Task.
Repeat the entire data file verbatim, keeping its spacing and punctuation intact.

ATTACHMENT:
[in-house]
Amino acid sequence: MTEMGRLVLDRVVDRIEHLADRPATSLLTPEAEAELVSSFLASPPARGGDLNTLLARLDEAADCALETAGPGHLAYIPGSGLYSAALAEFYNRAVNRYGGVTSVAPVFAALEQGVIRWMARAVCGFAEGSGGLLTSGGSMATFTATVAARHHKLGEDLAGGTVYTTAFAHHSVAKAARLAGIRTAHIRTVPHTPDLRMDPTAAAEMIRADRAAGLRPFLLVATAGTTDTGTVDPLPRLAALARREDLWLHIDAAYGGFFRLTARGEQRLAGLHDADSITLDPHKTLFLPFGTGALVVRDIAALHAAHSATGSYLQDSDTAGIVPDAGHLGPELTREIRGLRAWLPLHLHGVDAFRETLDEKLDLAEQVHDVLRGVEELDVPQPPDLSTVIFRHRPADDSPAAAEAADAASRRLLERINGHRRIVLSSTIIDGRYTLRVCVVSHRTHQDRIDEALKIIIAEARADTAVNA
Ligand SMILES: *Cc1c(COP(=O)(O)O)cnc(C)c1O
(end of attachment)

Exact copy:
[in-house]
Amino acid sequence: MTEMGRLVLDRVVDRIEHLADRPATSLLTPEAEAELVSSFLASPPARGGDLNTLLARLDEAADCALETAGPGHLAYIPGSGLYSAALAEFYNRAVNRYGGVTSVAPVFAALEQGVIRWMARAVCGFAEGSGGLLTSGGSMATFTATVAARHHKLGEDLAGGTVYTTAFAHHSVAKAARLAGIRTAHIRTVPHTPDLRMDPTAAAEMIRADRAAGLRPFLLVATAGTTDTGTVDPLPRLAALARREDLWLHIDAAYGGFFRLTARGEQRLAGLHDADSITLDPHKTLFLPFGTGALVVRDIAALHAAHSATGSYLQDSDTAGIVPDAGHLGPELTREIRGLRAWLPLHLHGVDAFRETLDEKLDLAEQVHDVLRGVEELDVPQPPDLSTVIFRHRPADDSPAAAEAADAASRRLLERINGHRRIVLSSTIIDGRYTLRVCVVSHRTHQDRIDEALKIIIAEARADTAVNA
Ligand SMILES: *Cc1c(COP(=O)(O)O)cnc(C)c1O